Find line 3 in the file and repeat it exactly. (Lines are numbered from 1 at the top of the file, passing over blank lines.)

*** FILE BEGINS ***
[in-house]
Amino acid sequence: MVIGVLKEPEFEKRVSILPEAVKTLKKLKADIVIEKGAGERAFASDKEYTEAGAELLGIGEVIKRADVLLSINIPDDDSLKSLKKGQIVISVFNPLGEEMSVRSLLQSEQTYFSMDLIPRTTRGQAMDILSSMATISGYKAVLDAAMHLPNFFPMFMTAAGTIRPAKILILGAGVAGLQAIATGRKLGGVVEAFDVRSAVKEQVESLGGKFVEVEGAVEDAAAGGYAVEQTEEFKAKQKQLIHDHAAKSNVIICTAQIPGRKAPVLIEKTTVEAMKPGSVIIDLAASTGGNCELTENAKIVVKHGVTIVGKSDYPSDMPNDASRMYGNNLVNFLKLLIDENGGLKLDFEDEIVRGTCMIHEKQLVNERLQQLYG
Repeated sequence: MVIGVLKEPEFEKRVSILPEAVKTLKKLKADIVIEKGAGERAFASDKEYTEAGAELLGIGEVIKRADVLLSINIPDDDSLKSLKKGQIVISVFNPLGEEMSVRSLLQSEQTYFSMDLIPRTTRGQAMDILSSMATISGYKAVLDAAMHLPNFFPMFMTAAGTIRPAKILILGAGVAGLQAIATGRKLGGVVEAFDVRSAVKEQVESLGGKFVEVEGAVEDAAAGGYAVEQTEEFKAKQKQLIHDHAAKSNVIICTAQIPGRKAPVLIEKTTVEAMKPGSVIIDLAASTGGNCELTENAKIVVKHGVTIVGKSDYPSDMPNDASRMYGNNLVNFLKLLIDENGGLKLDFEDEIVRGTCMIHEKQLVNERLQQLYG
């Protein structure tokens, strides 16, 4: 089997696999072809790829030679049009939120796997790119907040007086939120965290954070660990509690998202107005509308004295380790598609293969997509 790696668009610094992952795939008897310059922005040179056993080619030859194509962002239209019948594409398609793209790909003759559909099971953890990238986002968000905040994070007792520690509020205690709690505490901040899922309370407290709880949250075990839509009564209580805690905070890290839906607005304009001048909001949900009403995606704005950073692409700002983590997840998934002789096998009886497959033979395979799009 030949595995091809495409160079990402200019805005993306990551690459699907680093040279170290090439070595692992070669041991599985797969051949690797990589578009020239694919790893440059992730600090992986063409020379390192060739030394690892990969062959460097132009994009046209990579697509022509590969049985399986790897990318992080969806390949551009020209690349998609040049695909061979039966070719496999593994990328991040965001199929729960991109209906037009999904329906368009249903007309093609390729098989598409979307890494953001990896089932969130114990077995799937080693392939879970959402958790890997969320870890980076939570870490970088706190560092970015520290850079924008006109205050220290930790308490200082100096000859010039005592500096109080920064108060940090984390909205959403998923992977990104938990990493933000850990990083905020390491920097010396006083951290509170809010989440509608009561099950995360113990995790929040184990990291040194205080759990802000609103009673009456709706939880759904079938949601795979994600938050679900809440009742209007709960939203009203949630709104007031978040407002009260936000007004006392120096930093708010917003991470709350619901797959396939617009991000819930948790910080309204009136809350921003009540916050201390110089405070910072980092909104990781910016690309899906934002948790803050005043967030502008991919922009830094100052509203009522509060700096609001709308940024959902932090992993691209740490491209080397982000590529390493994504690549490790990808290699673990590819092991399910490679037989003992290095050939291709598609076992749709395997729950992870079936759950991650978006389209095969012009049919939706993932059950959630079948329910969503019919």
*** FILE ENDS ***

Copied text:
Repeated sequence: MVIGVLKEPEFEKRVSILPEAVKTLKKLKADIVIEKGAGERAFASDKEYTEAGAELLGIGEVIKRADVLLSINIPDDDSLKSLKKGQIVISVFNPLGEEMSVRSLLQSEQTYFSMDLIPRTTRGQAMDILSSMATISGYKAVLDAAMHLPNFFPMFMTAAGTIRPAKILILGAGVAGLQAIATGRKLGGVVEAFDVRSAVKEQVESLGGKFVEVEGAVEDAAAGGYAVEQTEEFKAKQKQLIHDHAAKSNVIICTAQIPGRKAPVLIEKTTVEAMKPGSVIIDLAASTGGNCELTENAKIVVKHGVTIVGKSDYPSDMPNDASRMYGNNLVNFLKLLIDENGGLKLDFEDEIVRGTCMIHEKQLVNERLQQLYG